So much has changed in a few months. At the beginning of the year, communication was probably little different than it has been throughout your life. If you had a work meeting with colleagues, there’s a good chance you walked down the hall of your office to a conference room to meet with them, or maybe dialed in to a conference call or connected online without turning on your video camera. But beginning in March in the New York area and slightly later in other locations around the United States, communication shifted almost entirely to virtual and remote as many or most employees and students worked from their homes.
Businesses, schools, houses of worship, and other organizations have been working with systems integrators on remote operations solutions for years, but examining how quickly companies were able to adopt these practices when they had to this spring can only help future installations succeed.
“Now, we can’t imagine a world without video to help us stay connected while we’re all apart,” said Bill Cherne, vice president of customer success and support at Sonic Foundry, maker of Mediasite. “People are becoming comfortable with flipping their camera on, and no one cares if their background is a mess or their kids or pets are participating. Video, from the highly produced to the informal real life, has incredible power to bring people together to collaborate. It’s exciting to see that realization take place.”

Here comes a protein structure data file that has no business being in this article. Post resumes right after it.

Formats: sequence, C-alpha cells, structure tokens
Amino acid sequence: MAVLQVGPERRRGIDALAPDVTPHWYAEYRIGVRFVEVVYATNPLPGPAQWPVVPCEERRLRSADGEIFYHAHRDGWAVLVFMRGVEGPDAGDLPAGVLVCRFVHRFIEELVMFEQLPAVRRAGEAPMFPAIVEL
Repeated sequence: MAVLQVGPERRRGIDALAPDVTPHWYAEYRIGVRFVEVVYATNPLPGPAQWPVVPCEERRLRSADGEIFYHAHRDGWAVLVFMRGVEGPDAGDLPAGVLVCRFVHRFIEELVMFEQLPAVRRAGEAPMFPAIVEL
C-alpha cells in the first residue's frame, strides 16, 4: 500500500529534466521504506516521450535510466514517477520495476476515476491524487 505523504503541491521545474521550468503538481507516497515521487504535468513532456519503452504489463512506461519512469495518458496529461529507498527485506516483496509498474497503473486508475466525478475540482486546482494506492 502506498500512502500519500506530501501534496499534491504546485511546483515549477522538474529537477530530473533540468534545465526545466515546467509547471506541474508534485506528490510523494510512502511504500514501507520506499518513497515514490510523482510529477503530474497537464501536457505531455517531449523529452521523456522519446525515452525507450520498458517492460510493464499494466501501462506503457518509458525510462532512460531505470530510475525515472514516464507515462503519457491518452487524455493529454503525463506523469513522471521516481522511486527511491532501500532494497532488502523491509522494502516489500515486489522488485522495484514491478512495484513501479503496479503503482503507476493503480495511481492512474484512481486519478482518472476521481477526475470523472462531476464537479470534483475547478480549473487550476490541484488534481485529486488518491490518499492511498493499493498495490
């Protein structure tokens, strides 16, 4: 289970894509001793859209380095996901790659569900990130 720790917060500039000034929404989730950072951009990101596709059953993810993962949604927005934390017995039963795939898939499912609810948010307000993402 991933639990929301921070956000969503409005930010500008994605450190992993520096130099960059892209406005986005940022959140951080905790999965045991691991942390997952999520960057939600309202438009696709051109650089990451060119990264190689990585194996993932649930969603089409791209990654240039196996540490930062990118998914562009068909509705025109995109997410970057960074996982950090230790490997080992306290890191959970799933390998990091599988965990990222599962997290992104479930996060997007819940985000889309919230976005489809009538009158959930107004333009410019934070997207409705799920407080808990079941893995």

Essentially, Cherne said, people have adapted fairly easily to technology that helps them them overcome challenges arising in the wake of the COVID-19 pandemic. “The pandemic has accelerated what was slowly happening in the industry: using video for distance learning and remote work,” he said, noting that Sonic Foundry has seen massive year-over-year increases in use, with a 123 percent increase in videos created since March alone.
Nick Ma, CEO and CTO of Magewell, has also seen video use on the rise, citing common cases such as churches streaming worship services, government departments streaming meetings and town halls to their citizens, and teachers streaming lectures.
“The pandemic has accentuated the importance of streaming as a communication medium, particularly by giving individuals and organizations a way to reach followers, constituents, students, and other people who would normally gather in person,” he said. “With the right tools, it has become easy, practical, and affordable for many types of users to create high-quality video streams.”
Though the use of distance communications may wane somewhat as businesses and schools develop strategies for safe in-person meetings, it seems likely that a large percentage of people will continue to rely on virtual communication technologies for some time.
“As we navigate this new terrain, there is an increased focus on distance learning and remote working,” said Mark Bonifacio, director, B2B business management at Sony Electronics, Imaging Products and Solutions Americas–Pro. “Education is likely to have distance learning intertwined with classroom teaching, providing opportunities for new ways of instructing to maximize student engagement. In addition, remote working and distancing have changed how we think about corporate office spaces and conference rooms.”
Increased Integration Opportunities
More options for providing engaging, dynamic capture and presentation for distance learning and remote working experiences are coming to the market, enabling new forms of collaborating, teaching, and learning.